Veterans Memorial wall in Washington, D.C. Some historians have argued that the Ford administration felt the need to respond forcefully to the incident because it was construed as a Soviet plot.[117] But work by Andrew Gawthorpe, published in 2009, based on an analysis of the administration's internal discussions, shows that Ford's national security team understood that the seizure of the vessel was a local, and perhaps even accidental, provocation by an immature Khmer government. Nevertheless, they felt the need to respond forcefully to discourage further provocations by other Communist countries in Asia.[118] The second crisis, known as the axe murder incident, occurred at Panmunjom, a village which stands in the DMZ between the two Koreas. Encouraged by U.S. difficulties in Vietnam, North Korea had been waging a campaign of diplomatic pressure and minor military harassment to try and convince the U.S. to withdraw from South Korea.[119] Then, in August 1976, North Korean forces killed two U.S. officers and injured South Korean guards who were engaged in trimming a tree in Panmunjom's Joint Security Area. The attack coincided with a meeting of the Conference of Non-Aligned Nations
Non-Aligned Nations
in Colombo, Sri Lanka, at which Kim Jong-il, the son of North Korean leader Kim Il-sung, presented the incident as an example of American aggression, helping secure the passage of a motion calling for a U.S. withdrawal from the South.[120] At administration meetings, Kissinger voiced the concern that the North would see the U.S. as "the paper tigers of Saigon" if they did not respond, and Ford agreed with that assessment. After mulling various options the Ford administration decided that it was necessary to respond with a major show of force. A large number of ground forces went to cut down the tree, while at the same time the air force was deployed, which included B-52 bomber flights over Panmunjom. The North Korean government backed down and allowed the tree-cutting to go ahead, and later issued an unprecedented official apology.[121] Indonesian invasion of East Timor[edit] East Timor's decolonization due to political instability in Portugal saw Indonesia posture to annex the new state in 1975. Just hours before the Indonesian invasion of East Timor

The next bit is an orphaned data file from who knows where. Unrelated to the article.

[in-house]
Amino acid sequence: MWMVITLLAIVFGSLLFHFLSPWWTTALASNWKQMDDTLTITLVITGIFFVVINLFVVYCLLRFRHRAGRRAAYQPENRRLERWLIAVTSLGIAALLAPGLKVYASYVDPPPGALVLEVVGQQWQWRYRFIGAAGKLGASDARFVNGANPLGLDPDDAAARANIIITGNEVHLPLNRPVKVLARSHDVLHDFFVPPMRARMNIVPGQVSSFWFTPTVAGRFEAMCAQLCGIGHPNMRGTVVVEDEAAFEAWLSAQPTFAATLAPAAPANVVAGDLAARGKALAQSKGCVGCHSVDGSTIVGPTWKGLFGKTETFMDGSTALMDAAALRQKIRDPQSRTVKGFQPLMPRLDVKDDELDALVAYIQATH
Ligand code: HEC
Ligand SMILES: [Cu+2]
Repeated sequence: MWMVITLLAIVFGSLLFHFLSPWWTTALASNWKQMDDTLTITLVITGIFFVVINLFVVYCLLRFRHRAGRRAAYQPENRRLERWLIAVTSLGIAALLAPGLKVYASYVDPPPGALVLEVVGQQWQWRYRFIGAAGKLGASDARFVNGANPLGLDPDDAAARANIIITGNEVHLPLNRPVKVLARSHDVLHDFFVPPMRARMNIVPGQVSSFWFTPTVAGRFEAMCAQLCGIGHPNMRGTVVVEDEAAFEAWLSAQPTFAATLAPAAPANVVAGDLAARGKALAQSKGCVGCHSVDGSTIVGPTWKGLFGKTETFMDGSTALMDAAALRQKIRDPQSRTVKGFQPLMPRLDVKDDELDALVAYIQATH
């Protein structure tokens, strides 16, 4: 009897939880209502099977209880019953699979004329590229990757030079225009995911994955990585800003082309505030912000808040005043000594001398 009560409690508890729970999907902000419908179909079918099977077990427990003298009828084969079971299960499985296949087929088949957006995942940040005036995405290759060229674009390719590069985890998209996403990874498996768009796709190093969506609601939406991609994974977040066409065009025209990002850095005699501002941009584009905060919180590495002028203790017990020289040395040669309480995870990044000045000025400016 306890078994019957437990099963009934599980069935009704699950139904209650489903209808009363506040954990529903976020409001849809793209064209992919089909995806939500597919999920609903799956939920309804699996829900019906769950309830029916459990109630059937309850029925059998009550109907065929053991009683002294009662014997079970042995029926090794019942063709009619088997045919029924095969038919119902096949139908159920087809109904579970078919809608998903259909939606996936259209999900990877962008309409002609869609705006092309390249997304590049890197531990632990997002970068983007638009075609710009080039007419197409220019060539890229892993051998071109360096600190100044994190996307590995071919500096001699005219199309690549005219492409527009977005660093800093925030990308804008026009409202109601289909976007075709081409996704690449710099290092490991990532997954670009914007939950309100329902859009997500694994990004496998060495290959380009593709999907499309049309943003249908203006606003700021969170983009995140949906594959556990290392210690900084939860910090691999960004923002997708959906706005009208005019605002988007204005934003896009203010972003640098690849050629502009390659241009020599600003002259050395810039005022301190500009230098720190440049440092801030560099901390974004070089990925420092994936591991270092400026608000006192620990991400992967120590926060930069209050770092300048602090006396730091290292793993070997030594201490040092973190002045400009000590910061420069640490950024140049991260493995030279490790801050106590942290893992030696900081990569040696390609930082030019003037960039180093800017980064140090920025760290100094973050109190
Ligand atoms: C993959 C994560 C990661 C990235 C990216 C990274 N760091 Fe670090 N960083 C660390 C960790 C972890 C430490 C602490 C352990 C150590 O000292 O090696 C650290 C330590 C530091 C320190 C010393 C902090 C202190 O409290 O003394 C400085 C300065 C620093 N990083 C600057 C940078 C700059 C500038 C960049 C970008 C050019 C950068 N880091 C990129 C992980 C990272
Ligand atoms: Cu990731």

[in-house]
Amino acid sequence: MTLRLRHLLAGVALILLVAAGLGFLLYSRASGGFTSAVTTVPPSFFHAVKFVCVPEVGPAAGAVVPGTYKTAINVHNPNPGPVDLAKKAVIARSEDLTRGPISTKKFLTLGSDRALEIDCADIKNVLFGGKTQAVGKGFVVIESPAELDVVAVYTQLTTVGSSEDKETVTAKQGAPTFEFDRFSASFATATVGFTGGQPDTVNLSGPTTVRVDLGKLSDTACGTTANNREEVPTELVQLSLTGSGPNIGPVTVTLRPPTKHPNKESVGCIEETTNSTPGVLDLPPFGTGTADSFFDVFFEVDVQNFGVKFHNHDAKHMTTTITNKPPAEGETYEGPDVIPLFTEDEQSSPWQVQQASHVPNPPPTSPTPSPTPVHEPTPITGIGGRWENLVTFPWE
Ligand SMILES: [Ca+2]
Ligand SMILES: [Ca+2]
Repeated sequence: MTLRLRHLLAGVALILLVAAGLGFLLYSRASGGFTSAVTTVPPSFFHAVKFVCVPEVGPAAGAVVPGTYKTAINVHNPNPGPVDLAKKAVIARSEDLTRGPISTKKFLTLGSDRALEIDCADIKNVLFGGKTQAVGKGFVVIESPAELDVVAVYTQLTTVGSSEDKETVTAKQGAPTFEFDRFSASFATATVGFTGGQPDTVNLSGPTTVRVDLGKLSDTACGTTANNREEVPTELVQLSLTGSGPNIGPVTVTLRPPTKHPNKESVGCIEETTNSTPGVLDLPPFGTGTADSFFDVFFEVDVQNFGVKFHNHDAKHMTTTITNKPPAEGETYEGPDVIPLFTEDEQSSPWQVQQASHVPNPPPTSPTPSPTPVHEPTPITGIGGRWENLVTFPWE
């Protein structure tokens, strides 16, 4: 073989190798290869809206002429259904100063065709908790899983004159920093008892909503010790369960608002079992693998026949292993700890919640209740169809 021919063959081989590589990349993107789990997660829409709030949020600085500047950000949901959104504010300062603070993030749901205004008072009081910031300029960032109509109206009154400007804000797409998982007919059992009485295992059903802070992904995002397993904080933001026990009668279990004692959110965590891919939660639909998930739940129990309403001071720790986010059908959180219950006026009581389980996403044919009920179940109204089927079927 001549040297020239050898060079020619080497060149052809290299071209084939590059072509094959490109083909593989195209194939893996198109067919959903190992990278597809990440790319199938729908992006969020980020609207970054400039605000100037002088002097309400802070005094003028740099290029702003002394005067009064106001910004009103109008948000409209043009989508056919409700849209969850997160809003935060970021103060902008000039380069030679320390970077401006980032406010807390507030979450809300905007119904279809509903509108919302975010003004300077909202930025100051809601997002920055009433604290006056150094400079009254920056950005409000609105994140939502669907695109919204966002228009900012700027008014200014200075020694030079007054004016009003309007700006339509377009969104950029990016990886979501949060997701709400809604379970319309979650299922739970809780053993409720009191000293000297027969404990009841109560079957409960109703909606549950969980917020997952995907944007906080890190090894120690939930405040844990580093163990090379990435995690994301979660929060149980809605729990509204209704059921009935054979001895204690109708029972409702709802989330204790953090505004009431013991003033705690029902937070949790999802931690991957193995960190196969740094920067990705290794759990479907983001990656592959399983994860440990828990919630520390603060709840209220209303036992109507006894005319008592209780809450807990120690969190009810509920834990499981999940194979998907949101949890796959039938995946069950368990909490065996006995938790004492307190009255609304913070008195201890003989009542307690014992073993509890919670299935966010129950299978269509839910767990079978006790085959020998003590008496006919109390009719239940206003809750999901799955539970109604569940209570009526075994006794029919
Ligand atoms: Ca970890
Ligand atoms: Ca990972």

East Timor
(now Timor Leste) on December 7, 1975, Ford and Kissinger had visited Indonesian President Suharto in Jakarta and guaranteed American compliance with the Indonesian operation. Suharto had been a key supporter of American influence in Indonesia and Southeast Asia and Ford did not desire to place pressure on the American-Indonesian relationship.[122] Under Ford, a policy of arms sales to the Suharto regime began in 1975, before the invasion. "Roughly 90%" of the Indonesian army's weapons at the time of East Timor's invasion were provided by the U.S. according to George H. Aldrich, a former State Department deputy legal advisor.[123] Post-invasion, Ford's military aid averaged about $30 million annually throughout East Timor's occupation, and arms sales increased exponentially under President Carter. This policy continued until 1999.[124] Assassination attempts[edit]

Reaction immediately after the second assassination attempt

Main articles: Gerald Ford assassination attempt in Sacramento
Gerald Ford assassination attempt in Sacramento